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Bruce Stanton, Ph.D.


Bruce Stanton

Andrew C. Vail Memorial Professor

Professor of Microbiology and Immunology, and of Physiology

Office: 615 Remsen

Phone: 603-646-5395

Our laboratory studies the genetic disease Cystic Fibrosis. In particular we study host pathogen interactions between bacteria and human airway epithelial cells and the interactome of CFTR and how interacting proteins regulate CFTR trafficking. We also examine how environmental toxins, in particular arsenic, cause and contribute to respiratory and diseases and inflammation.

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Mark Sundrud, Ph.D.


Sundrud, Mark

Professor of Medicine, and of Microbiology and Immunology

Office:  Borwell 630W

The Sundrud laboratory is focused on the identification and regulation of pro-inflammatory T cell subsets that are involved in the development and persistence of chronic inflammatory disorders. The laboratory integrates the use of clinical human tissue samples, primary T cell culture techniques, mouse models of autoimmunity, and molecular biology and biochemistry to forge new insight into the development and pathogenesis of inflammation. The lab is particularly interested in metabolic and stress response pathways that control T cell development and function.

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Surachai Supattapone, M.D., Ph.D., D.Phil.


Surachai Supattapone

Professor of Biochemistry and Cell Biology, and Medicine

Office: 311 Vail

Phone: 603-646-5212

Our lab investigates the molecular mechanisms responsible for the propagation of protein misfolding in neurodegenerative diseases, with special focus on infectious mammalian prions.  We also use whole genome CRISPR libraries to study various areas of cell biology in mammalian cells.


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Edward J. Usherwood, Ph.D.


Edward Usherwood

Professor of Microbiology and Immunology

Office: 608E Borwell

Phone: 603-646-5224

Research in the Usherwood lab focuses on T cell-mediated immune surveillance to virus infections and cancer. We are interested in factors that regulate T cell memory and immune surveillance. A major goal is to exploit these findings to develop novel immunotherapies for cancer and persistent virus infections.


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Lauren Walker, Ph.D.


Lauren Walker, Ph.D.

Assistant Professor, Molecular and Systems Biology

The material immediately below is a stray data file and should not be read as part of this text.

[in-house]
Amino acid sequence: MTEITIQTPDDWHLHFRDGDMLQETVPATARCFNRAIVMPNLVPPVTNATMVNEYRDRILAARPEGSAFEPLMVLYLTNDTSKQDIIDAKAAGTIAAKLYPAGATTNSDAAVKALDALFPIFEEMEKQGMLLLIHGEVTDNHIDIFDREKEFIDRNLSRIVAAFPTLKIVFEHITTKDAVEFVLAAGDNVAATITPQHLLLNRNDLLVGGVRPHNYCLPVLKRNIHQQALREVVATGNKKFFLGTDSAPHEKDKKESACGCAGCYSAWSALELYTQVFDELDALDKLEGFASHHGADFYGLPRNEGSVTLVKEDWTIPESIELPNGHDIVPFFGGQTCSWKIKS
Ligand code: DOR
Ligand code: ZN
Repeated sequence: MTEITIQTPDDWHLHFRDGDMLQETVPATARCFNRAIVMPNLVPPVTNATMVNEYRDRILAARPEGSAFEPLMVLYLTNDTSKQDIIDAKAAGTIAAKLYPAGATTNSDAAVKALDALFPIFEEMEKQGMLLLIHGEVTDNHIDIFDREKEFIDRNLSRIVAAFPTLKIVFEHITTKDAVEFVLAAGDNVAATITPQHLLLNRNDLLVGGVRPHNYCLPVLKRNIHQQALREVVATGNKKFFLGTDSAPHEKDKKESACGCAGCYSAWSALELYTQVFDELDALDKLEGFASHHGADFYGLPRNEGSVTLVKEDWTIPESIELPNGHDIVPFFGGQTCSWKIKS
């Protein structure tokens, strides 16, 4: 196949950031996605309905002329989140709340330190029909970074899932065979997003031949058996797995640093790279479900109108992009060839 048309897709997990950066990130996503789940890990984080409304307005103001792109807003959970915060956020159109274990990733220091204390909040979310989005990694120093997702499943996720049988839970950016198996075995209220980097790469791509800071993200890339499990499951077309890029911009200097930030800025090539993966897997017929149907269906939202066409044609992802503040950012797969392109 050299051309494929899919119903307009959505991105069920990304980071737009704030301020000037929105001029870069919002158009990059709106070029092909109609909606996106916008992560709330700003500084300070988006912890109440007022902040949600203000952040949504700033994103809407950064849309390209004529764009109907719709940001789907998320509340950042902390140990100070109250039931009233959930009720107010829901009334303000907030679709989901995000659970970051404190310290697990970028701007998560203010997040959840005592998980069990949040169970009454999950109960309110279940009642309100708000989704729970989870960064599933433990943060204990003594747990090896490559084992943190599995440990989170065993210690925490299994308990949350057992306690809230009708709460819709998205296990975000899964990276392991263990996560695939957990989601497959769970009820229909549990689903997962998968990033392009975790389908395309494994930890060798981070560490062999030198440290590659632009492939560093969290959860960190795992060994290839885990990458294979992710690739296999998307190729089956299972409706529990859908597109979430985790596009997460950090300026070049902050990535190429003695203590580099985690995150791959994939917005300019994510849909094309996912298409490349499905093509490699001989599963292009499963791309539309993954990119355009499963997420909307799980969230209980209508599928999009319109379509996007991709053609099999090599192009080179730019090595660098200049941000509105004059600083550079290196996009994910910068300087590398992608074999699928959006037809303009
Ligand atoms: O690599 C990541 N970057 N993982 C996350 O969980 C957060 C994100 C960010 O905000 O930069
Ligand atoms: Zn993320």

The Walker lab uses a zebrafish model to study how motor neurons find their correct muscle targets to enable coordinated movement. We use a combination of genetics, molecular biology, live imaging, and transcriptomics to understand how neurons interact with cells and signals in their environment to form appropriate connections during development and regeneration.  

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Xiaofeng Wang, Ph.D.


Xiaofeng Wang

Assistant Professor of Molecular and Systems Biology

Office: 632 Rubin

Phone:  603-653-9974

Our work focuses on cancer epigenetics. We are particularly interested in studying a family of chromatin remodeling complexes, which are frequently mutated in a variety of human cancers. Our work is aimed to understand how these mutations cause cancer, focusing on the regulation of chromatin structure dynamics (epigenomics) and chromatin remodeler protein complex assembly, as well as using genetic and chemical screens to identify potential therapeutic targets in human cancers. 

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William T. Wickner, M.D.


William Wickner

Professor of Biochemistry and Cell Biology

Office: 425 Remsen

Phone: 603-646-5214

We study how membrane vesicles fuse as they deliver new proteins, hormones, and neurotransmitters to their destinations.

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Hermes Yeh, Ph.D.


Hermes Yeh

William W. Brown 1835 Memorial Professor

Professor of Molecular and Systems Biology, and Neurobiology

Office: 625 Remsen

Phone: 603-646-5264

My lab is interested in the cellular and molecular mechanisms of neurotransmitter and neuroreceptor interactions in the adult and developing brain. Ongoing research combines neuroanatomical, electrophysiological, molecular and behavioral approaches in a mouse model of FASD to study the consequences of prenatal ethanol exposure on embryonic corticogenesis, neurotransmitter receptors, synaptic transmission, and behavior. Our work has unifying implications insofar as the insights gained may be applicable toward understanding the pathoetiology of other neurodevelopmental brain disorders, such as autism and ADHD.